I can now wear a soft, stretchy bra (so my one remaining original breast has support as well), and this past Monday I was able to put on a pair of jeans over my yoga pants, and zip them up.  I’m told that some “flappers” (the adorable term used by posters on Breastcancer.org, to describe those of us who have had a DIEP flap breast reconstruction) have swelling in their abdominal area for weeks or even months after surgery, and being able to wear a pair of jeans over bike shorts or Spanx is a huge deal.  For me, it was just exciting to have something different to wear, even if it was a little uncomfortable, and I did in fact take my jeans off immediately once I got home.

I’m now about 8 weeks post surgery, and I’m pleased to say I’m taking all of these milestones for granted.  My hair is growing (still have some chemo curl left), and so now I have to do something with it when I go out of the house.  Well, I don’t have to, but at least now I think about it, and sometimes I even give it a try.

Sometimes I brush against my new boob, and for a split second, I think it’s just the pillow padding that came with my surgical bra.  Then I remember, I have two boobs again!  And then I have to have a sneak a peek at my chest.  Oh, I have cleavage again!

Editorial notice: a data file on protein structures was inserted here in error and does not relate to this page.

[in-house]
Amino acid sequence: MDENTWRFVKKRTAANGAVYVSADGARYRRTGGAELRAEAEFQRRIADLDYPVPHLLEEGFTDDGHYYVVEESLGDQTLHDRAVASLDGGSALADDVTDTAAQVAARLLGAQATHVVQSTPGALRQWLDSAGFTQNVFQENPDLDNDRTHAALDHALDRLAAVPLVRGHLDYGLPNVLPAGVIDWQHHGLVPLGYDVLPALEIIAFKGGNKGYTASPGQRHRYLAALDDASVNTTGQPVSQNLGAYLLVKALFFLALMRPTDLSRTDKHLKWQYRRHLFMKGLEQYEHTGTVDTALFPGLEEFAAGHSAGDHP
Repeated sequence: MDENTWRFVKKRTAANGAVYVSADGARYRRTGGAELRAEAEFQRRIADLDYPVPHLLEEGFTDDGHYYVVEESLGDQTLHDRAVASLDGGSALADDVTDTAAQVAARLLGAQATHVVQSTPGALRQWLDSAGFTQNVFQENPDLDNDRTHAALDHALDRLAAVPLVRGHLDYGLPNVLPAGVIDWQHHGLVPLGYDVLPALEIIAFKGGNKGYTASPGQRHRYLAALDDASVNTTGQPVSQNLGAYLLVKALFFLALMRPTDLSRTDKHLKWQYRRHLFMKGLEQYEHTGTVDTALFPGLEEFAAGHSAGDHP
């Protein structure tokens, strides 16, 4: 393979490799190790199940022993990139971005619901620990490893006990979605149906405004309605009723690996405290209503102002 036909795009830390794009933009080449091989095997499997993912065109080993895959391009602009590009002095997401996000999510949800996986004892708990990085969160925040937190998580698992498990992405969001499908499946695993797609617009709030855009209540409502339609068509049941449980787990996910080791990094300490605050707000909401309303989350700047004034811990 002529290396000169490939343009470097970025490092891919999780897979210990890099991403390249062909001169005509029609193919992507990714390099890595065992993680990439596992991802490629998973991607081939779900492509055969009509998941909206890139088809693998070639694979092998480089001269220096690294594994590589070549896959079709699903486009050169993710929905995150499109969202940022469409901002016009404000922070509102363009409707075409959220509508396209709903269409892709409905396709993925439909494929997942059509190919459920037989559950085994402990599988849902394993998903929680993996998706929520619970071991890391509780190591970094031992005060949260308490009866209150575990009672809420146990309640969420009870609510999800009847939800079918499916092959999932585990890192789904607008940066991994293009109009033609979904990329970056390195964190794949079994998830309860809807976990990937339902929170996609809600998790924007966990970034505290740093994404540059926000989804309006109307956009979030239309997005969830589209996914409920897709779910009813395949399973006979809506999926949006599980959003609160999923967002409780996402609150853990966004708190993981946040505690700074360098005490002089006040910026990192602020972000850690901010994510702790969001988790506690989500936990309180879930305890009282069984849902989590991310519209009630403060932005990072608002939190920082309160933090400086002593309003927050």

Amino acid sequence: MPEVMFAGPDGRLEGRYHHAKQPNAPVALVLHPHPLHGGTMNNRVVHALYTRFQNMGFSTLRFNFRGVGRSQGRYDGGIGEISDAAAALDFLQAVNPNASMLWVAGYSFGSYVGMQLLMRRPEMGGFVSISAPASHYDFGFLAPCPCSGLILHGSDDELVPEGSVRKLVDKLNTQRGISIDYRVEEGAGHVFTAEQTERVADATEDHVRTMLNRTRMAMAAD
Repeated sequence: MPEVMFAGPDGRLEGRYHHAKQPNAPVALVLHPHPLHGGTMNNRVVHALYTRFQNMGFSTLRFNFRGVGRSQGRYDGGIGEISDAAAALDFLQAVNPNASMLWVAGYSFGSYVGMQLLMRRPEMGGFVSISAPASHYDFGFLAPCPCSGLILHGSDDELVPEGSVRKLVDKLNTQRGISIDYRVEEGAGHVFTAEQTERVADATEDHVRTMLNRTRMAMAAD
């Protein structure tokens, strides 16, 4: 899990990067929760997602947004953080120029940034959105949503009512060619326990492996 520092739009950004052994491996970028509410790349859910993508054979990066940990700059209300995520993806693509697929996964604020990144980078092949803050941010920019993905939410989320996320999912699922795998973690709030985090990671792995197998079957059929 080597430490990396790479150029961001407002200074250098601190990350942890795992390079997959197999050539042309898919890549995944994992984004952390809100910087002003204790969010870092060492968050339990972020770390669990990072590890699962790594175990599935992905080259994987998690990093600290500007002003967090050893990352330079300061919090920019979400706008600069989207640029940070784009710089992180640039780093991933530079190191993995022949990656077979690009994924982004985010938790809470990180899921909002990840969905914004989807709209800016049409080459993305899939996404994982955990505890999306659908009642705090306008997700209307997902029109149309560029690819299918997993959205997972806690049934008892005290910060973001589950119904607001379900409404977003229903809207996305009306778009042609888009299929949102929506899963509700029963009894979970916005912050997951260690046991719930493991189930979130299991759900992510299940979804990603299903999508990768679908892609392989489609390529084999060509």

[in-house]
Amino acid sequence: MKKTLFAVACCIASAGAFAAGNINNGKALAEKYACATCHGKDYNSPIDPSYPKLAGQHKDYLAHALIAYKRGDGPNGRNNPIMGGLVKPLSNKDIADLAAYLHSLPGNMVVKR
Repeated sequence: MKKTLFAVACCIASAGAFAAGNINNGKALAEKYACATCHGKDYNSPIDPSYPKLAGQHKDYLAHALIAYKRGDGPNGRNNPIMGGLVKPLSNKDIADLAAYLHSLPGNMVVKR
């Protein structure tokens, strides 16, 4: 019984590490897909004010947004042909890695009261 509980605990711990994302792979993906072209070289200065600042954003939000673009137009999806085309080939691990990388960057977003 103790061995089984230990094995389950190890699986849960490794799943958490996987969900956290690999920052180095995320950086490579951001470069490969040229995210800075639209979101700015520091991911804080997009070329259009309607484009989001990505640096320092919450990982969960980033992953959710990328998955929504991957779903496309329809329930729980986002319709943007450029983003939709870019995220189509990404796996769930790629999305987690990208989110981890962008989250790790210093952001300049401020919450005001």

And you know what?  My new boob doesn’t have a nipple yet, it’s sort of a funny shape, it’s got a couple of divots, and it’s surrounded my scars.  It’s smaller (for now) than the “natural” boob, but it’s perky, it’s soft, and it’s warm.  It’s all me, and it doesn’t contain a big, fat lump of cancer.  And I love it.

I wonder if this is how astronauts feel?

Three days out from surgery day, and I’m starting to tweak out.  I have only one half of a Xanax left, and if my primary care physician doesn’t approve a refill, I need to save that for surgery day just to get me in the door of the surgery center.

I’m waiting on the call from the surgeon’s office, to tell me when I need to check in.  I had planned to veg out over Perry Mason and forget everything else, but I have not been able to relax.  I keep thinking about how after this weekend, when Michaela goes back to school, I will be going into surgery.  And I. Am. Freaking. Out.

We’re 11 days out from stage I of the DIEP flap surgery.  It’s sort of daunting, thinking about what I’m about to undertake, and how much I have ahead of me, and how much I’m going to be hurting.  Then there are the incisions and drains, and worrying how I’m going to wash my hair when I can’t lift my arms over my head for at least 4 weeks…

Then I think about how very far I’ve come already, and I know.   I’ve got this.